City holding hearing on new budget

Published 8:00 pm Sunday, August 26, 2012

Members of the public may voice their opinion on the city’s proposed budget for the next fiscal year at a public hearing scheduled for Tuesday.

     The public hearing will be at 5:30 p.m. in the city boardroom in the Lincoln County-Brookhaven Government Complex.

     The biggest change the new budget brings for city residents is a fee hike for utilities. It calls for an increase of 50 cents each to water, sewer and garbage disposal.

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     That’s a total increase of $1.50 in total increase for city utilities and will push the minimum charge up from $40.85 to $42.35.

     If approved, the fee increases will become active when the fiscal year begins Oct. 1.

     The Water and Sewer and Solid Waste departments must operate out of the fees they generate. General budget funds can’t be used to make up for a shortfall in fee funds.

     The 2012-13 budget proposed by aldermen projects nearly $12.5 million in revenue and about $13.5 million in expenditures. That means a projected deficit of $1.09 million.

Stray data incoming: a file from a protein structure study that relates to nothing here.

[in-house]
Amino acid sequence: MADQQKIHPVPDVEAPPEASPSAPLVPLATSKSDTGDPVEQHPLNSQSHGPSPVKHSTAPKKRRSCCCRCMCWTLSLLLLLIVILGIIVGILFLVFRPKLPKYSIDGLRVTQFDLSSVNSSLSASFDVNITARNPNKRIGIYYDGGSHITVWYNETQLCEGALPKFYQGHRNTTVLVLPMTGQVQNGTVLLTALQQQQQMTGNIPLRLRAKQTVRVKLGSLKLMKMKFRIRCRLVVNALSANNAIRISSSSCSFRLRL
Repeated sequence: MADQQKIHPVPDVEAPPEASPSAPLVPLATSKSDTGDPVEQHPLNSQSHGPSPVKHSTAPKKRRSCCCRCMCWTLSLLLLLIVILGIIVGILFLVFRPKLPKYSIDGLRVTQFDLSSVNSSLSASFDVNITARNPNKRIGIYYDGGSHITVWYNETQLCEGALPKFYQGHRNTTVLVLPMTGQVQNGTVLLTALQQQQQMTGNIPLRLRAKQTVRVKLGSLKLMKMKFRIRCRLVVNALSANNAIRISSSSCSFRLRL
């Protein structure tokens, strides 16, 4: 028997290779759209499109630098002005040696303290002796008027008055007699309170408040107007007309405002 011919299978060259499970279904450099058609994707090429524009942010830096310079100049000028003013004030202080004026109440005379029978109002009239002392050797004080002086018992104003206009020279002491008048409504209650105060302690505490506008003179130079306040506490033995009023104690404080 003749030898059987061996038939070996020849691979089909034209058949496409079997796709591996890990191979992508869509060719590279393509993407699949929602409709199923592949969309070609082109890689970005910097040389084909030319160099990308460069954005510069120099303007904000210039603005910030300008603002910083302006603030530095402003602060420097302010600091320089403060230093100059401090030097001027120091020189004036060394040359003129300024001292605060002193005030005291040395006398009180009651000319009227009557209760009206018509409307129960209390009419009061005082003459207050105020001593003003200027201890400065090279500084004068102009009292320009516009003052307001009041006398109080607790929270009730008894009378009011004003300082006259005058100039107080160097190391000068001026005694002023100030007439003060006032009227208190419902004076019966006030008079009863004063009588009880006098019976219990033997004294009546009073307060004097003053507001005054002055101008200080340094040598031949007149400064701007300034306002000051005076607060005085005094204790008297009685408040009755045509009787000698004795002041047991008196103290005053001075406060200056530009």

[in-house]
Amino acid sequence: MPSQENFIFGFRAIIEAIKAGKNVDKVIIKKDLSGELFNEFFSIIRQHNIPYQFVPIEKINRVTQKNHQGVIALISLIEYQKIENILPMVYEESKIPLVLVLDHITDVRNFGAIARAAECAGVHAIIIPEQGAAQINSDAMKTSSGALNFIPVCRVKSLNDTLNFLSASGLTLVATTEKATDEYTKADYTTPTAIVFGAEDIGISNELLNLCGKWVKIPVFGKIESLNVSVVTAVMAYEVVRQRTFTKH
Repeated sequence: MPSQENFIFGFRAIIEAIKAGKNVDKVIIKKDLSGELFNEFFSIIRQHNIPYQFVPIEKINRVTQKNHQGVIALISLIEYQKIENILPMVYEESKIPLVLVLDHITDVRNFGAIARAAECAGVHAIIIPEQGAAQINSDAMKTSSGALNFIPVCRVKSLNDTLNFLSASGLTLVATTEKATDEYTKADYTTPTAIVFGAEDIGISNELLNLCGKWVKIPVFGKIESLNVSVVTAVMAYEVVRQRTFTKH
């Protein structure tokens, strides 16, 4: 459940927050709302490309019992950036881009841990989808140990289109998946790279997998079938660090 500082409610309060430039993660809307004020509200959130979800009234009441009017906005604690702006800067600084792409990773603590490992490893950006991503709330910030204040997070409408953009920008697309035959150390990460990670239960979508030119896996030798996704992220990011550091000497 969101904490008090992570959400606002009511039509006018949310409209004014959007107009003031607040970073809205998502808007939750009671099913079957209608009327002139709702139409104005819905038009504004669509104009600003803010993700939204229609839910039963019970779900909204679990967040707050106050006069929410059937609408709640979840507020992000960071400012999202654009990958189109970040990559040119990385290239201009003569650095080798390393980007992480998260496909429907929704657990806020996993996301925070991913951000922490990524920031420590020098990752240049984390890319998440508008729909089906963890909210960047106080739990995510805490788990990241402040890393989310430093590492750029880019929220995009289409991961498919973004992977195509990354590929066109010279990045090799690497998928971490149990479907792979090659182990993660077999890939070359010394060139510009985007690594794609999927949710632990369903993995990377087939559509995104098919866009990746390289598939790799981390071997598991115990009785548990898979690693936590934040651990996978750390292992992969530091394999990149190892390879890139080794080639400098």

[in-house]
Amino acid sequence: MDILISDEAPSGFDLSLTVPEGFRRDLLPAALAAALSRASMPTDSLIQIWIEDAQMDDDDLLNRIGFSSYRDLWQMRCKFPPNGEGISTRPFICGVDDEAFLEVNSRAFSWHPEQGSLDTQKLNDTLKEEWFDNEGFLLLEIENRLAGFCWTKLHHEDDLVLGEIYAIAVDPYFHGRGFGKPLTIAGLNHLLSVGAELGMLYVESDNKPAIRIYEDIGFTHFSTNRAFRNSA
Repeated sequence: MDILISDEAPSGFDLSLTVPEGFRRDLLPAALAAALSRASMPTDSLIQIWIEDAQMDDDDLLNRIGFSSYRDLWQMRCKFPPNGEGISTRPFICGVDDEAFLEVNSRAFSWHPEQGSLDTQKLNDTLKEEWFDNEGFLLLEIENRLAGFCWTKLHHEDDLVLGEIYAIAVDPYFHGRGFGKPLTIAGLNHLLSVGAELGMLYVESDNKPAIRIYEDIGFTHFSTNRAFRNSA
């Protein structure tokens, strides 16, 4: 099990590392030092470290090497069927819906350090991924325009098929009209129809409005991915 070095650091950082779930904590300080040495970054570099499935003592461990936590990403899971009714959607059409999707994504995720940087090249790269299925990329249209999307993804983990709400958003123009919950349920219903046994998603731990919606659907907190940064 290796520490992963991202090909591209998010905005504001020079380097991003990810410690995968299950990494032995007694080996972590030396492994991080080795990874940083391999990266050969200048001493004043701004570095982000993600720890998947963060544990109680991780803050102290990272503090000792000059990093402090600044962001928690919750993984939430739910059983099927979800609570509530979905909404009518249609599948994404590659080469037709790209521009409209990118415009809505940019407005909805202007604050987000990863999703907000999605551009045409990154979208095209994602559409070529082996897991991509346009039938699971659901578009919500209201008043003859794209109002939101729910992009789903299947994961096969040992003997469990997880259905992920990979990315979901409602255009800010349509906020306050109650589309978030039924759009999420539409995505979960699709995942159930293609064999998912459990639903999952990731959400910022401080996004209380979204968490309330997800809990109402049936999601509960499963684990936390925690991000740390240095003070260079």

However, officials say a projected deficit is no cause for concern. The city is required to pass a balanced budget, so when approved, the city’s surplus funds will be used to zero out any deficit, said City Clerk Mike Jinks.

     However, officials don’t actually believe the surplus funds will be needed. Jinks has assured aldermen that, historically, actual expenditures have come in far less than projected costs.

     The 2011-12 budget showed a deficit before the use of reserve funds. But so far, with only about a month left in that fiscal year, the city is running a surplus rather than a deficit without touching a penny of reserves.

     Mayor Les Bumgarner and aldermen have praised the efforts of department heads to keep costs down.

     Changes to the budget as compared to the current budget include a 2 percent raise for all city employees, including aldermen. The latter provision has garnered at least some opposition, but the aldermen raises seem likely to pass.

     Ward Five Alderman D.W. Maxwell has argued that any raises should be across the board so that the aldermen pay scale doesn’t fall out of sync with other salary levels.

     Maxwell did leave open the possibility that he’d support no raises this year, but Ward One Alderman Dorsey Cameron said city employees expect the raises.

     There are no increases in employee insurance cost, but the city’s retirement match for public employees did move up.

     Other changes includes $18,000 placed into the budget to cover landscaping costs at Exit 40 on Interstate 55, $15,000 for signs at Rosehill Cemetery and $25,000 earmarked for next year’s municipal elections.